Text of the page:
Howard's Way

Today, I was invited to meeting called by Opposition leader, Michael Howard (MP) at Conservative Central Office, to examine the issues surrounding the protection of children on the Internet.

Chaired by Theresa May (MP) the gathering included the ‘usual suspects’, John Carr, from the Internet Watch Foundation, several MPs, ISPs, Telco’s, Police and representative’s from children’s groups, all confronted with a grave problem that defies every attempt to legislate it out of existence.

Michael Howard opened the meeting with a short speech that congratulated the Government for establishing an Internet Task Force in 2001 and paid tribute to the work of the National Hi-tech Crime Unit and what he described as the responsible example set by the UK’s own Internet industries in fighting paedophile behaviour. However, Howard expressed his dismay at the “Terrifying growth of child pornography”, which he said represents “A terrible stain on our society.”

“We need”, says Michael Howard, “To investigate whether the industry is doing everything it can to tackle the problem. “I don’t “, said the Leader of the Opposition, “want to follow the route of some countries, where Internet censorship is imposed by a state-controlled central (proxy) server but as an industry, we do need to constantly explore new ways to stop child pornography making its way onto computer screens.”

The fact that the Opposition are now actively seeking opinions on the connection between paedophilia and the a wider socio-economic consequences of serious and organised crime on the Internet has to be good news and Theresa May commented that a real challenge lies in determining what the position of the state should be in respect to content. While Government shouldn’t be indifferent to the dangers presented by the World Wide Web, it’s unclear what its role should be in what is increasingly a ‘nanny society’ and there is a thin line between a ‘laudable’ intention to address a serious criminal challenge and a ‘laughable’ consequence of any programme or legislation that misses the mark.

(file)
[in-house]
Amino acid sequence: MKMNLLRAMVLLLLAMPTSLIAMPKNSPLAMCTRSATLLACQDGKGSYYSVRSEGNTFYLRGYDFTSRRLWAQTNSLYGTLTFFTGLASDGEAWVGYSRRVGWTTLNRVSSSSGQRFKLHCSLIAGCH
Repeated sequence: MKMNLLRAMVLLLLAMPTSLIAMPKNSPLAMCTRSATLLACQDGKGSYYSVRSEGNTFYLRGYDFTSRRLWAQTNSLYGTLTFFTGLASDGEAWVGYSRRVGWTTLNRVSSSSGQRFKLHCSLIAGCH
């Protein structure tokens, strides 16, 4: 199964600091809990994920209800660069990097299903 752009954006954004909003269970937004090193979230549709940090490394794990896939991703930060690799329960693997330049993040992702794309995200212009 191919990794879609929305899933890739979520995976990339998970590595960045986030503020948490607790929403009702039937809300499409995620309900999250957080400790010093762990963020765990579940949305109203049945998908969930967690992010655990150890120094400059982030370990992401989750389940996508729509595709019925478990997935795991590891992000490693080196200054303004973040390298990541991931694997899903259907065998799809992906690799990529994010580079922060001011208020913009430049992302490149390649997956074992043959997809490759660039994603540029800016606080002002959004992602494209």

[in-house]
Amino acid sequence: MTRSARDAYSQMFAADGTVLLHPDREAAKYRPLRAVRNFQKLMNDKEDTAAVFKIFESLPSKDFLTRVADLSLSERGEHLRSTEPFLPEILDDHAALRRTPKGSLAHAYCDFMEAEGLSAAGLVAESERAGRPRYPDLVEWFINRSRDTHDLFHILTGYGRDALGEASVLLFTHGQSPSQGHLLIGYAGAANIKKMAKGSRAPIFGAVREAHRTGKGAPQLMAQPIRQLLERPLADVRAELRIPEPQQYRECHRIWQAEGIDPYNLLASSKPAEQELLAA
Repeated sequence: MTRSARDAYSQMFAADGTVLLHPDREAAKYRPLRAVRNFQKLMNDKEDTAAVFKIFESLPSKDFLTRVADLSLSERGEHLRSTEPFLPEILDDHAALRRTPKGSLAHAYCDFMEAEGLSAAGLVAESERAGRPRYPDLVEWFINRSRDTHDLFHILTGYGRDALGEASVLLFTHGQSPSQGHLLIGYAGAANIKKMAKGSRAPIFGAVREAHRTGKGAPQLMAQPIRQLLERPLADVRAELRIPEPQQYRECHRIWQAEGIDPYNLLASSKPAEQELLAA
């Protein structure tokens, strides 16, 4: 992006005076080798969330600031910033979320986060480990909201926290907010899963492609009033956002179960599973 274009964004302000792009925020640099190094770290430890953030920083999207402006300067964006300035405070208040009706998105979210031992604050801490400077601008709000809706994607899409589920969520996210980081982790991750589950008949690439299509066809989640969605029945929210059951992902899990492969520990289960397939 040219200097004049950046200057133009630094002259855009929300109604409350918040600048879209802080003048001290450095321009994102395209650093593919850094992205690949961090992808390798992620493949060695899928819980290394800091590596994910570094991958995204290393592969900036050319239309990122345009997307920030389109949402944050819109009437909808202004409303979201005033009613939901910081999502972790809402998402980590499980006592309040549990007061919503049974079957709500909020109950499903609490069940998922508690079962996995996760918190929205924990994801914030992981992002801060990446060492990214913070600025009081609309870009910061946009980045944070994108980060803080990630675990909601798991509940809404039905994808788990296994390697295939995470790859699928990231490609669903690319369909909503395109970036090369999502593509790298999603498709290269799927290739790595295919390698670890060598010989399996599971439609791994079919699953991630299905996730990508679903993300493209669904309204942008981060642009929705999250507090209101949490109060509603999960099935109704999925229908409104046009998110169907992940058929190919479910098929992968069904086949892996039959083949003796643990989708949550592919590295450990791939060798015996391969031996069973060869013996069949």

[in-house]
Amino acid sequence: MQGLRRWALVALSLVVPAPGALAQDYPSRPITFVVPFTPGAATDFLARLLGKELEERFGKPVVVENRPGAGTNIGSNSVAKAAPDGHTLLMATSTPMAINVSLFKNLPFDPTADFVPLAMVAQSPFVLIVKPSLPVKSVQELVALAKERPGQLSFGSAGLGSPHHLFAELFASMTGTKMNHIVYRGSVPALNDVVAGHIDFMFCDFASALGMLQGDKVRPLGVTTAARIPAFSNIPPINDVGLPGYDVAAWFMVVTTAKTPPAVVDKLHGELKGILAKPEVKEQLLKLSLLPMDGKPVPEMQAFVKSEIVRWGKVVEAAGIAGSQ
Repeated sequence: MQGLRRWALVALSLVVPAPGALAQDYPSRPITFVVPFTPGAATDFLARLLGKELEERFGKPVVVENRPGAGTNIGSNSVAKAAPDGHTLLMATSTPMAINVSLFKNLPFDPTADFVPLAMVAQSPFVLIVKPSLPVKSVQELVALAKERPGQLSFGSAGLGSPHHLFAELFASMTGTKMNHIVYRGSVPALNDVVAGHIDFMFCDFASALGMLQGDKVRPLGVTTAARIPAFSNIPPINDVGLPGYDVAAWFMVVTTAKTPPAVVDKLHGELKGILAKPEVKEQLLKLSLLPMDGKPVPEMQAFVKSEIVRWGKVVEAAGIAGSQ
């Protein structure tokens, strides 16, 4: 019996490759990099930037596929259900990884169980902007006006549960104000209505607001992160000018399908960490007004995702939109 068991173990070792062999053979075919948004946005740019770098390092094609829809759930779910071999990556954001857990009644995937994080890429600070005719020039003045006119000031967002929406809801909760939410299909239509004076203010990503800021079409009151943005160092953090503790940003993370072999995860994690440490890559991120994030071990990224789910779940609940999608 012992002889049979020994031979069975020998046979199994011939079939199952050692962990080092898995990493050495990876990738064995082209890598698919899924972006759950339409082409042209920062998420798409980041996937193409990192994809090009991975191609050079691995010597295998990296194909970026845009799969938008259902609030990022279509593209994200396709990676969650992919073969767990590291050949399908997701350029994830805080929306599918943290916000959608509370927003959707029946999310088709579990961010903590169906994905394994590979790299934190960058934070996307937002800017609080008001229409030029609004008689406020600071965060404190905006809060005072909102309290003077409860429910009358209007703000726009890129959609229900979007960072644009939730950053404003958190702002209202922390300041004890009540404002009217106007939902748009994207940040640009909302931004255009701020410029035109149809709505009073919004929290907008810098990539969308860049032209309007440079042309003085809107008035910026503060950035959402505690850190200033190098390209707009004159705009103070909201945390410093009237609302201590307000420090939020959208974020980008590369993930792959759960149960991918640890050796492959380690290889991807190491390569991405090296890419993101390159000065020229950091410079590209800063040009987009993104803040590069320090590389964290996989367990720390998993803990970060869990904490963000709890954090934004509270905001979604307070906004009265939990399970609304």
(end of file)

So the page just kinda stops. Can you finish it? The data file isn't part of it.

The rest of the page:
What appears clear from such a meeting is that existing legislation, such as the ‘Obscene Publications Act’, might be a useful tool against Lady Chatterley’s Lover but has little or no relevance in a society where the existence of ‘depraved and corrupting’ images are an unpleasant and increasingly pervasive fact of life. One imaginative suggestion was to rewrite the Act to embrace minors and not adults, which would appear to solve the problem at a stroke but the Shadow Attorney General pointed out that this would raise The sword of Damocles” over the heads of ISPs or even parents and would be very difficult in practise.

“Perhaps”, said Tim Loughton (MP), stressing the need for greater cooperation from the United States “We should re-classify such crimes as terrorism against children” but he concurred like his Shadow ministerial colleague, Jim Paice (MP) that the exploitation of children is only one manifestation of a much wider problem that embraces many different examples of serious and organised crime on the Internet.

Was anything achieved then in a meeting that was looking for answers rather than objections from industry? Without a doubt, ISPs, telcos such as BT and NTL and even Microsoft, are investing heavily and working hard to find practical solutions to better protect society’s most vulnerable surfers but drawing the analogy with seatbelt legislation, Tim Loughton pointed-out that better domestic education holds much of the answer and in the absence of any ‘magic bullet’ and with the source of the problem often lying with the Americans with their first amendment freedom of speech or with the Russians with little or no framework of legislation, there is very little that Britain can achieve alone, other than offer an example of moral leadership and hope that others follow.

After all is said and done then a hell of a lot more is said than done but that is, after all, the story of politics and the Internet.


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